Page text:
These MUD and MOO studies were not specifically of game playing communities, but they have provided both theoretical models and specific insights about online behavior that have become foundational to the design of online games and learning environments alike. Even a quick glance at fan communities around games such as SimCity, Dance Dance Revolution, Railroad Tycoon, Everquest, or The Sims, each of which has dozens of fans websites where players create and trade game objects, maps, levels, scenarios, and stories points to rich relationships between fans and these games and complex social structures that mediate the game playing experience (See Jenkins, 2001; Squire, 2000; Yee, 2000 for descriptions of these communities). These questions suggest at least three fruitful contributions from an educational or social science perspective: (1) Studying the role that games like SimCity and Civilization play in people’s lives and how it mediates their understandings of other phenomena; (2) Examining how such games can be used to support learning in formal and informal learning contexts; (3) Creating and examining new modes of gameplay through games that draw metaphors from other domains.
What are people learning about academic subjects playing games such as SimCity, Civilization, Tropico, or SimEarth? Just ask the people playing Destiny 2 Whether you’re a PC pro or a newbie, here are the best PC games to play right now. In my surveys and focus group studies with young teens , “I like to compete with other people and win” was one of the most popular reasons for playing video games – again, especially for boys.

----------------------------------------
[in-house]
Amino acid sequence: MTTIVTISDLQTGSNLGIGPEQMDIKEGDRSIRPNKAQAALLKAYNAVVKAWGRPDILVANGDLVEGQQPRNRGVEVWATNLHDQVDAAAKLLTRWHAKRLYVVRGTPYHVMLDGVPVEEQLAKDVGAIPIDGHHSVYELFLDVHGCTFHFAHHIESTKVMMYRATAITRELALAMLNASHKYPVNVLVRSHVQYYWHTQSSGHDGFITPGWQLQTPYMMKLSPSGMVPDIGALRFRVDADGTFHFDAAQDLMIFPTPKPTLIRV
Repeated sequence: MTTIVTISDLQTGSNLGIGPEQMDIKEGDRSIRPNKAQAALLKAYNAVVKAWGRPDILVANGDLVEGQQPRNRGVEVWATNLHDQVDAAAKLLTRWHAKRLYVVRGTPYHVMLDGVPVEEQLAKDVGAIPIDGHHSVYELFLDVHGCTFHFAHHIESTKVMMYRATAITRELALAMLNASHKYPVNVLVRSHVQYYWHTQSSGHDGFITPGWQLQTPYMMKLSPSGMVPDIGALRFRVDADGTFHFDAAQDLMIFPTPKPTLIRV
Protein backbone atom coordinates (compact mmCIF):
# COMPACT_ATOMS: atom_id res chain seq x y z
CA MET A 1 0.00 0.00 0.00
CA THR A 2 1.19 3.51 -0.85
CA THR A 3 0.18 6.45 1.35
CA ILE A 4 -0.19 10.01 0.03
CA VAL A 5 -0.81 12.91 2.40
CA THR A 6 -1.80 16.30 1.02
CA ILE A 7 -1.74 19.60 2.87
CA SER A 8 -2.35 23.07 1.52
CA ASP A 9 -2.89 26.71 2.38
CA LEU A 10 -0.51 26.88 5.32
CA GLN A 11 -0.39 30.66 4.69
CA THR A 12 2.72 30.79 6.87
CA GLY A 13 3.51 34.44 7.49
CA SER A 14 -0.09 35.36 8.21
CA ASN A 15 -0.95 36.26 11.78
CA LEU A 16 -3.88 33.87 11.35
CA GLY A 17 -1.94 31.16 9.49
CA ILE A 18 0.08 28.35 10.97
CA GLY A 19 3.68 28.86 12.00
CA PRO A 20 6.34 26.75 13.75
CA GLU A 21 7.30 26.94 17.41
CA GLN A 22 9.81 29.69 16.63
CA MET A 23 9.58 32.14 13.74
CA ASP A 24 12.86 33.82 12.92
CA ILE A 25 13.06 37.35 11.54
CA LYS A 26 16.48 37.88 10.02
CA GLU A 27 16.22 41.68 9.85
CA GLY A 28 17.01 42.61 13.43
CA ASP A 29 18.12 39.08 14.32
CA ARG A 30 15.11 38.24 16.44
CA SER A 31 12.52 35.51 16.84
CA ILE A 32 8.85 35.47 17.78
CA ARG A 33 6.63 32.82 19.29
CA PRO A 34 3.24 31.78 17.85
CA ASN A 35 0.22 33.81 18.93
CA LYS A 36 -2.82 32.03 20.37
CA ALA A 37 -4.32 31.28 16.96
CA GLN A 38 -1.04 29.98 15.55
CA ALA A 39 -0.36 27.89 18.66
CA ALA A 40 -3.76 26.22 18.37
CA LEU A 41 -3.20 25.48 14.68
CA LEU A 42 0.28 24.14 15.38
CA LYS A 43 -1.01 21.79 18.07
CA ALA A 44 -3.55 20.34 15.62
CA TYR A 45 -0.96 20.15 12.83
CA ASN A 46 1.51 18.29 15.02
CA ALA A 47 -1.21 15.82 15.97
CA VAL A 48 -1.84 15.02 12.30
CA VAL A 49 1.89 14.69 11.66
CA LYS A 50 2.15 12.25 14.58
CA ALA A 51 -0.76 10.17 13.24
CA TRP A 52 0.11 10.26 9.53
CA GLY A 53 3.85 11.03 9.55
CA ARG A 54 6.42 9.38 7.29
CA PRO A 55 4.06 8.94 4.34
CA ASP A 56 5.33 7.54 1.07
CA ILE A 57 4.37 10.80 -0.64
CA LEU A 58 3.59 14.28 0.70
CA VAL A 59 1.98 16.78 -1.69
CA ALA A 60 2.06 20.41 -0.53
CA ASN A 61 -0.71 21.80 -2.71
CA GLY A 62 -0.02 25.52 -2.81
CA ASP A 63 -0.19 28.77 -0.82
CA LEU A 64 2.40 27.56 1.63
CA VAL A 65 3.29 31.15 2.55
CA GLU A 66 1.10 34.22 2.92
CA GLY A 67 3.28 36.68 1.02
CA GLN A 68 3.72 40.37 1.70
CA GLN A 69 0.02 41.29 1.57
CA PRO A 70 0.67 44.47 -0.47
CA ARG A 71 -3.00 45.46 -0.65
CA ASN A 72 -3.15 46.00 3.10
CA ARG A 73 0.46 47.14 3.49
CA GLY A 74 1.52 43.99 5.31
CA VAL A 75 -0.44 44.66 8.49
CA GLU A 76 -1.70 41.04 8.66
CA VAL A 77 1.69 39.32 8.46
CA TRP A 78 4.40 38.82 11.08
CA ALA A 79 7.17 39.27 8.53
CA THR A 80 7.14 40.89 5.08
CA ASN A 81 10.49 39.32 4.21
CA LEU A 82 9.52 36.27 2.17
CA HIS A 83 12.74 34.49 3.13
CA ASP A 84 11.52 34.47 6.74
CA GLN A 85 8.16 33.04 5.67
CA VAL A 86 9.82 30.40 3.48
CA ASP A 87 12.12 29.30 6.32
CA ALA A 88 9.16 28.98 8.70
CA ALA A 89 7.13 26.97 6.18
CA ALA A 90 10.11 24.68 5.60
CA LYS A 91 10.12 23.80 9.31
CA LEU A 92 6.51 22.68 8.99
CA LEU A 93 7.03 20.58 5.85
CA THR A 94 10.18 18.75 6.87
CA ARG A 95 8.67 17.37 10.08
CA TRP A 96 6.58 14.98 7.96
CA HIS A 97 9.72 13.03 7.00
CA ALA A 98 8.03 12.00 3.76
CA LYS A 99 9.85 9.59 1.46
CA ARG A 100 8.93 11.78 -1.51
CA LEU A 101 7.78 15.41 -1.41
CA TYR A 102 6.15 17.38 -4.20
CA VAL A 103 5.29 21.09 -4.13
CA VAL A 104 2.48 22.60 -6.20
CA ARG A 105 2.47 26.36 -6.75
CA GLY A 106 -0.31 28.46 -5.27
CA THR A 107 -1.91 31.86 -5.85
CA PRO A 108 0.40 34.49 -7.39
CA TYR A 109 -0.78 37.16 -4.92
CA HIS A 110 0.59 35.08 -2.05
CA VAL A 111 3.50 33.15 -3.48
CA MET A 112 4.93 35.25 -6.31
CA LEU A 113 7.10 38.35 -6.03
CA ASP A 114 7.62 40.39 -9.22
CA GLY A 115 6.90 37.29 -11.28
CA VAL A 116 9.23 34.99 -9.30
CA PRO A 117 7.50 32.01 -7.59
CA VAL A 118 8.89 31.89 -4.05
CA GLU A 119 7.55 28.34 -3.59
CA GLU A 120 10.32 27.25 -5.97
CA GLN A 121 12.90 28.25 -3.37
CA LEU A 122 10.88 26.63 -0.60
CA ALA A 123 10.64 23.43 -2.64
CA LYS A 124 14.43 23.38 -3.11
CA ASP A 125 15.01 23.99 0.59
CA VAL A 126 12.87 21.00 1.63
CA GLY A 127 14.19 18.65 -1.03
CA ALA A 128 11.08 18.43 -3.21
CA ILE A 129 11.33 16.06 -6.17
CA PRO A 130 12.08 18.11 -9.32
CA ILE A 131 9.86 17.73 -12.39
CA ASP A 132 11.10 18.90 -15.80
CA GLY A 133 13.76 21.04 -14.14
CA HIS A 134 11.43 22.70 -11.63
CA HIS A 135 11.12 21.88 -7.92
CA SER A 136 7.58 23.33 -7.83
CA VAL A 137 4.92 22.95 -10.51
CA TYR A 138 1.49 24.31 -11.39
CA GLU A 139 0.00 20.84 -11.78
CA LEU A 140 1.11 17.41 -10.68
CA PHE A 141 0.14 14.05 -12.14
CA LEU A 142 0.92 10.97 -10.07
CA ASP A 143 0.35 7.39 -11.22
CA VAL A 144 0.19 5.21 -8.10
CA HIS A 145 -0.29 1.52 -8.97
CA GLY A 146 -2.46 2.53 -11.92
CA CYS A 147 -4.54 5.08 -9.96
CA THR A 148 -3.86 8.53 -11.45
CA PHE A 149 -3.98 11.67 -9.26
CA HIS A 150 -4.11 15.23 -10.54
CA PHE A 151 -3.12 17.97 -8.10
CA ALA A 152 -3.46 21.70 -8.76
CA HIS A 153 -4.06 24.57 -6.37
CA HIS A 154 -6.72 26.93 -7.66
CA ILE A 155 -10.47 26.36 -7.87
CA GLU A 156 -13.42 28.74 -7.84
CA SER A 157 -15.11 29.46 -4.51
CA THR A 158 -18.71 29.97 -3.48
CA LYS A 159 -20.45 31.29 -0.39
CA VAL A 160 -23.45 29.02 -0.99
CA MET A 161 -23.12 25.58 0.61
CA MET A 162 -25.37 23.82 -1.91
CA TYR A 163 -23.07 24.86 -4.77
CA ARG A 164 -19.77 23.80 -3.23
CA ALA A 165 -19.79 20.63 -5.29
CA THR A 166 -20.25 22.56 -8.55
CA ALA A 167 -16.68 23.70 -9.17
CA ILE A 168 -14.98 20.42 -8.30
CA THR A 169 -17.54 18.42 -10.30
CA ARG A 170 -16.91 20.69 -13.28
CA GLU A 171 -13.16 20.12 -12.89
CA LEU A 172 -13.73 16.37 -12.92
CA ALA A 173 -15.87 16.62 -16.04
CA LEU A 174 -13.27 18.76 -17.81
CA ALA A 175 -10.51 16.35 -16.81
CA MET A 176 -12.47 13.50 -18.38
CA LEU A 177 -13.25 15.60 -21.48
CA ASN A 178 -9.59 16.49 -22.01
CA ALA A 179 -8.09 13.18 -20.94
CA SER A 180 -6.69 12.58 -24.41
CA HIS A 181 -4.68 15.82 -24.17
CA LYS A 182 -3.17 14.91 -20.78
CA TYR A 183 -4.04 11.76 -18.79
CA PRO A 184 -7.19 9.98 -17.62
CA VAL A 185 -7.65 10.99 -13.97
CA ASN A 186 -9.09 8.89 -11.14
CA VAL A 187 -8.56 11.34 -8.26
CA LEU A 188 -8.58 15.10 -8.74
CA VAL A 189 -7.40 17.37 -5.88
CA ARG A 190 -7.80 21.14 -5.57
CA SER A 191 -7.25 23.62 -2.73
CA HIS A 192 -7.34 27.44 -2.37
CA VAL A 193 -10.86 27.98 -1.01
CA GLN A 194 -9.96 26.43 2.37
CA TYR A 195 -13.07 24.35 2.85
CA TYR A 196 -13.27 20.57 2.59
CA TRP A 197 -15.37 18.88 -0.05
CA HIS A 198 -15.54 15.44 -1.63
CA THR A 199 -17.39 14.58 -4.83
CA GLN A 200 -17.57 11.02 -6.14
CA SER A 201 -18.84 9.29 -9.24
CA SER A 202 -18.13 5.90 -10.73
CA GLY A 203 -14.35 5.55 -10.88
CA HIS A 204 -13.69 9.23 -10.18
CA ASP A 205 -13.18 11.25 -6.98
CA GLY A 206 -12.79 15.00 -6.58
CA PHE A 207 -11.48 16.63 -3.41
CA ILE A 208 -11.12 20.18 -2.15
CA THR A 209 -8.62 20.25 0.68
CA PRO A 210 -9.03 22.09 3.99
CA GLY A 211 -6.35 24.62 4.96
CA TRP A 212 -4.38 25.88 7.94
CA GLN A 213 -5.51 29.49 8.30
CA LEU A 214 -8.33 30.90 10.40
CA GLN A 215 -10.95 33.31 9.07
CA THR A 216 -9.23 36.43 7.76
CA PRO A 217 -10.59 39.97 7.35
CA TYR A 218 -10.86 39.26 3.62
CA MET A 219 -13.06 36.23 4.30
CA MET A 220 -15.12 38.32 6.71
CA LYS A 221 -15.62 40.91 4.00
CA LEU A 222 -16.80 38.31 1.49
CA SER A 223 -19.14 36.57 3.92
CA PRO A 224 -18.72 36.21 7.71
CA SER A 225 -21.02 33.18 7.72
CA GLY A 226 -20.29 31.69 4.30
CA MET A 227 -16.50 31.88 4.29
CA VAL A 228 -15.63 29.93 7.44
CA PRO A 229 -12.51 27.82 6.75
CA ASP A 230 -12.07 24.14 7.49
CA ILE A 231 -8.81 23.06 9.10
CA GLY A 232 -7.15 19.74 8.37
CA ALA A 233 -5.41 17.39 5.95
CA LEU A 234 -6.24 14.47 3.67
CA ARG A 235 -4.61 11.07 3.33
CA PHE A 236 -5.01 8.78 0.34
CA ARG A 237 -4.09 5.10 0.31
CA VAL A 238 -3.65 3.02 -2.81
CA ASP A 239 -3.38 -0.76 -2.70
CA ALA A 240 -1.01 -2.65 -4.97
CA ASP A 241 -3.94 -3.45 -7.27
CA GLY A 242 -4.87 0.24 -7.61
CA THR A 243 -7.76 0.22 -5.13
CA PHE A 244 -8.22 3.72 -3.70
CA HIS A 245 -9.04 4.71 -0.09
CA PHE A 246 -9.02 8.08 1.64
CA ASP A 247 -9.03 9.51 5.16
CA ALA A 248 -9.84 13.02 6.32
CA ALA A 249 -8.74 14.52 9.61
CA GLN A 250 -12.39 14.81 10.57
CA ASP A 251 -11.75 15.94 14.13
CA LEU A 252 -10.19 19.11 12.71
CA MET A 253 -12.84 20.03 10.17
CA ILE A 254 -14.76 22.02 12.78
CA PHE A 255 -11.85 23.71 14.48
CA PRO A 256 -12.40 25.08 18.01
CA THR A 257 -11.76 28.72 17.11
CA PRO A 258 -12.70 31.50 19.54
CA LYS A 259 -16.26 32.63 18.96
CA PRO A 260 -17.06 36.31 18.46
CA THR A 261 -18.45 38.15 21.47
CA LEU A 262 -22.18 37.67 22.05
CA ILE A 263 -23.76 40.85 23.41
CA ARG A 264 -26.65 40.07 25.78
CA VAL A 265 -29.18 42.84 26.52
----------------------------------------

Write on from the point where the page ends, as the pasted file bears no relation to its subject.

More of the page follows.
If you go outside and try them and keep practicing, you could get better.” Research showed that playing realistic sports video games (excluding tournament fighting) lead to an increased time spent playing sports and exercising in real life. In my own research, players (specifically boys) talked about learning new moves from sports video games and then practicing them at the basketball court or on skateboards. Plus, young boys said games were a frequent focus for conversation among their peers: One boy revealed that his peers at school mostly talked about “girls and games – the two Gs.” Our research found that children with mild learning disabilities were likely to choose “making new friends” as a reason they played video games.